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Industry’s wake-up call from conference

The message from the second day of the BMF Conference was that the world has changed, the industry has changed and merchanting is changing to cope.
That was from the point of view of a supplier, a major independent builders merchant, a medium sized mixed merchant and a national merchant.

Andy Williamson, managing director of IKO plc, David Kilburn, executive chairman of merchant MKM, Simon Blaxill, managing director of merchant Kent Blaxill and Dr Peter Hindle, MBE, general delegate of Saint Gobain and former managing director of Jewson all took to the stage to explain why.

Williamson said: “Suppliers have had a tough time of it, and are being squeezed. Raw material prices keep going up, and there is pressure from merchants and their customers to keep prices low.”

He said that IKO has worked to improve service to customers throughout the recession, working closely with merchants. “Clear communication across the business was key, he said. “It’s the simple things that make the biggest difference.”

He reported that IKO has worked on getting more engagement with the staff, plus attracting new staff through its apprentice and graduate schemes. They employed more people, rather than cut staff: “You need people out there in tough times.”

At MKM, the UK’s largest independent merchant business, executive chairman David Kilburn agreed.

He said: “When the recession came in 2008, there was huge pressure to reduce the workforce; lots merchants lost up to 30% of their staff but we didn’t. We reasoned that these people had worked hard to build MKM up, why should we let them go when things get hard?

“Now, we’re really glad decided to invest instead.”

MKM is unusual in the industry in that all the branch directors have a stake – a real, sizeable financial stake – in the business. “I firmly believe that if you give people a stake in the business, they will be more inclined to go the extra mile. And our people have really gone that extra mile.”

The traditional route to becoming a builders merchant manager, Kilburn said, is to start at the yard and work your way up. “Typical salary is somewhere around £35k, plus a car chosen by someone else, maybe a bonus. Our aim was to elevate our directors to a higher level not via that basic salary but through giving them a reason to earn through a profit share in the business”

As a result, Kilburn says, MKM never has to advertise to get new branch directors. “People come to us.

“I believe this is one of key reasons why we are fit for the future and why we have weathered the recession so well.”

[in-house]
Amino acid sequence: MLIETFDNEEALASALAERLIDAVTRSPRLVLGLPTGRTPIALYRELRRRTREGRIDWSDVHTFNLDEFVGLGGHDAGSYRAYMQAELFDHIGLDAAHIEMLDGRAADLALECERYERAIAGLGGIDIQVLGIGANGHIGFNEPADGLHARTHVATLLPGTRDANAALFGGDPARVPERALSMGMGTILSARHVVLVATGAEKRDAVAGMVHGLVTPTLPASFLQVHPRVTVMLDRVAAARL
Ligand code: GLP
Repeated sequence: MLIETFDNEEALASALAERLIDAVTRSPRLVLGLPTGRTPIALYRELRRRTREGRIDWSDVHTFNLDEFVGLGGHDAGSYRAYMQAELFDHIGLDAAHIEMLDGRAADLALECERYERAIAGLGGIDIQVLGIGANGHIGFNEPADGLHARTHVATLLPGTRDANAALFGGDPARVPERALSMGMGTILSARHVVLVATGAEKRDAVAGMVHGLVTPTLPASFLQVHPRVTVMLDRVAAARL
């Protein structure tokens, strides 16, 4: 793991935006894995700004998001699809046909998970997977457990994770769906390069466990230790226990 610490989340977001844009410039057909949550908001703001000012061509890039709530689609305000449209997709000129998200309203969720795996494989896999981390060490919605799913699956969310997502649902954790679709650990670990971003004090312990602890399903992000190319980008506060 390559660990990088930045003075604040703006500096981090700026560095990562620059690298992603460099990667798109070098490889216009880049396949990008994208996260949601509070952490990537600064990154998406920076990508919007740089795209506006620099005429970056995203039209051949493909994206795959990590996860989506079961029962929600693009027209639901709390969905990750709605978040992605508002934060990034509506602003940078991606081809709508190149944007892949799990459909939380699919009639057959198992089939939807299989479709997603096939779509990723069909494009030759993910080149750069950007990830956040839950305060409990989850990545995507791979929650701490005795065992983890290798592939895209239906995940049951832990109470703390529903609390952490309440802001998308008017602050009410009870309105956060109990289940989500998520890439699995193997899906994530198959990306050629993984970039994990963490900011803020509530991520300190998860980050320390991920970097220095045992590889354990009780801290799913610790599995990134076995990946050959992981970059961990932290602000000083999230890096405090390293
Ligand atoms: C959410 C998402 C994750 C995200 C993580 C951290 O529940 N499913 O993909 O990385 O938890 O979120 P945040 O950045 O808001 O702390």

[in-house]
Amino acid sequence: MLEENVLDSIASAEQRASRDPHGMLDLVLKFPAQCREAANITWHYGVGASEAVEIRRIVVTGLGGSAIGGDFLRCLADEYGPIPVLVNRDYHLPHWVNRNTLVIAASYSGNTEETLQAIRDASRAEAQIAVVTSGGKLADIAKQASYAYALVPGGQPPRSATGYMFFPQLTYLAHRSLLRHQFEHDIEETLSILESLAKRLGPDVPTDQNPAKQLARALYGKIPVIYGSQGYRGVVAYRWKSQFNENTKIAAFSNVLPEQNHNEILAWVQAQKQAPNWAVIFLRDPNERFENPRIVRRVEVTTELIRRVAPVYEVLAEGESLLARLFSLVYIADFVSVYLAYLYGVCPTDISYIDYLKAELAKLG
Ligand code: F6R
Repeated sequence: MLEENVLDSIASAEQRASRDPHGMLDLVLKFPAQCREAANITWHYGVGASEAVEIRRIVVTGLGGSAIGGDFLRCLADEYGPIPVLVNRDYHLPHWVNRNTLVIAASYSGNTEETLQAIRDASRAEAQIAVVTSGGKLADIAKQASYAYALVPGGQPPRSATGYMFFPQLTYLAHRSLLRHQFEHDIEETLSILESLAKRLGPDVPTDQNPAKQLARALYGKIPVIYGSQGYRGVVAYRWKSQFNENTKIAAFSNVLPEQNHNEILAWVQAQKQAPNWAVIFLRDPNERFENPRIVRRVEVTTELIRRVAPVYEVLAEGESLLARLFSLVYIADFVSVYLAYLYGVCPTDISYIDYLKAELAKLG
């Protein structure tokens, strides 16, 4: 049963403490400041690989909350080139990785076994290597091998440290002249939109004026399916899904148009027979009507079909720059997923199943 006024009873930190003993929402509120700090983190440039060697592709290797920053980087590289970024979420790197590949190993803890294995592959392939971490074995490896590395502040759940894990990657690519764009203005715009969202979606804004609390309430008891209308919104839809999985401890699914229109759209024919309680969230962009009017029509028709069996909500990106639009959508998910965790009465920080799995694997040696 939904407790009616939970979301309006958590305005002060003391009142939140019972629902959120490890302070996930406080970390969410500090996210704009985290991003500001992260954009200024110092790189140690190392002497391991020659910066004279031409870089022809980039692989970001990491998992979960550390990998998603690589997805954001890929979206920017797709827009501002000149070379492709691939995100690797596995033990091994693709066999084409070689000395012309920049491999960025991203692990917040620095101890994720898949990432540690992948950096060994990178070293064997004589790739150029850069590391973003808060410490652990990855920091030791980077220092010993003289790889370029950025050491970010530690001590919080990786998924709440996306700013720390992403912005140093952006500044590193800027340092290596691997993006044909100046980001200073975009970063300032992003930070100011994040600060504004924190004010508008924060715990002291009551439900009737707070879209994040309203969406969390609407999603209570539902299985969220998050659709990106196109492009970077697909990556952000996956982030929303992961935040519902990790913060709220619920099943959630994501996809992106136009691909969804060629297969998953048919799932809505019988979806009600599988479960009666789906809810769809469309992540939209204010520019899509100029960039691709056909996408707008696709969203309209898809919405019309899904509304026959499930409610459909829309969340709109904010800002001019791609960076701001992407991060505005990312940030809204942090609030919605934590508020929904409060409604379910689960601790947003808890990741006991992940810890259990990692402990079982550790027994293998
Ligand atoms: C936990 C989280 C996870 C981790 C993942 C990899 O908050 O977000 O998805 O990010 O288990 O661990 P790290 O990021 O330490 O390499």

Simon Blaxill, managing director of East Anglian independent builders merchant Kent Blaxill was next to speak.

“Even before the recession, we knew that change was coming. The recession accelerated this,” he said. “There’s no doubt there’s no going back to where we came from.

“The theme is fit for the future, and we still have some challenges that we need to address.” Blaxill. said. “Kent Blaxill has reviewed its business over the past couple of years and made changes to reflect that.”

The business has four core parts: decorative, glass, building materials and plumbing and heating. They also have a stand-alone hard landscaping importer, Global Stone.

The company has a long history in its region, starting in decorative and glass markets. the building materials and plumbing and heating came later.

“Whenever I have to register the company for anything I always put us down as a mixed merchant, mainly because there’s never a box to tick for ‘very mixed merchant’,” he said.

“The bigger companies are getting bigger, and they have resource and economies of scale. They have the buying power, and the retailers in particular have an online impact. Tradesmen are buying online now, and traditional merchant business is being lost.

With Kent Blaxill’s strategic review, it was important to do away with any preconceptions, Blaxill said.

The company identified four key ingredients for success: Empowerment. Setting standards. Shared values and Measurement. The company has also been experimenting with central distribution, which delivered benefits to the customer as well as the business.

“The key criteria for success: empowerment, shared values and measurement, are criteria that can be applied to any business,” he said.

Peter Hindle MBE warned of possible threats to the builders merchant sector. “Buying online is now easier and cheaper, particularly for light goods not needed immediately.” It’s a problem that affects all merchant businesses, big and small, he said. ” Customers come to our showrooms, look at the products, get advice from the staff there and then go away and order online cheaper.”

There’s also the “Amazon effect” which will start to be felt more sharply. “Suppliers can bypass merchants by going direct to the end consumers, either directly or via these fast developing online marketplaces.” He gave the example of a tool manufacturer in Germany, which has seen direct to market sales grow to 25% in 2011 from 12% in 2000.

Other challenges to merchanting he said are things like the question of whether the current standard footprint of a branch is right for the new market we find ourselves in. Energy costs too are still rising, nearly double what they were seven years ago. “We will all face price increases because of this. Logistics is also going to get more important and more expensive. Look at the rising costs of fuel – it’s probably not sustainable to offer free delivery on everything. Merchants will need to face up to it. Between 2002 and 2012 fuel prices have risen 92% .”

About Fiona Russell-Horne

Group Managing Editor across the BMJ portfolio.

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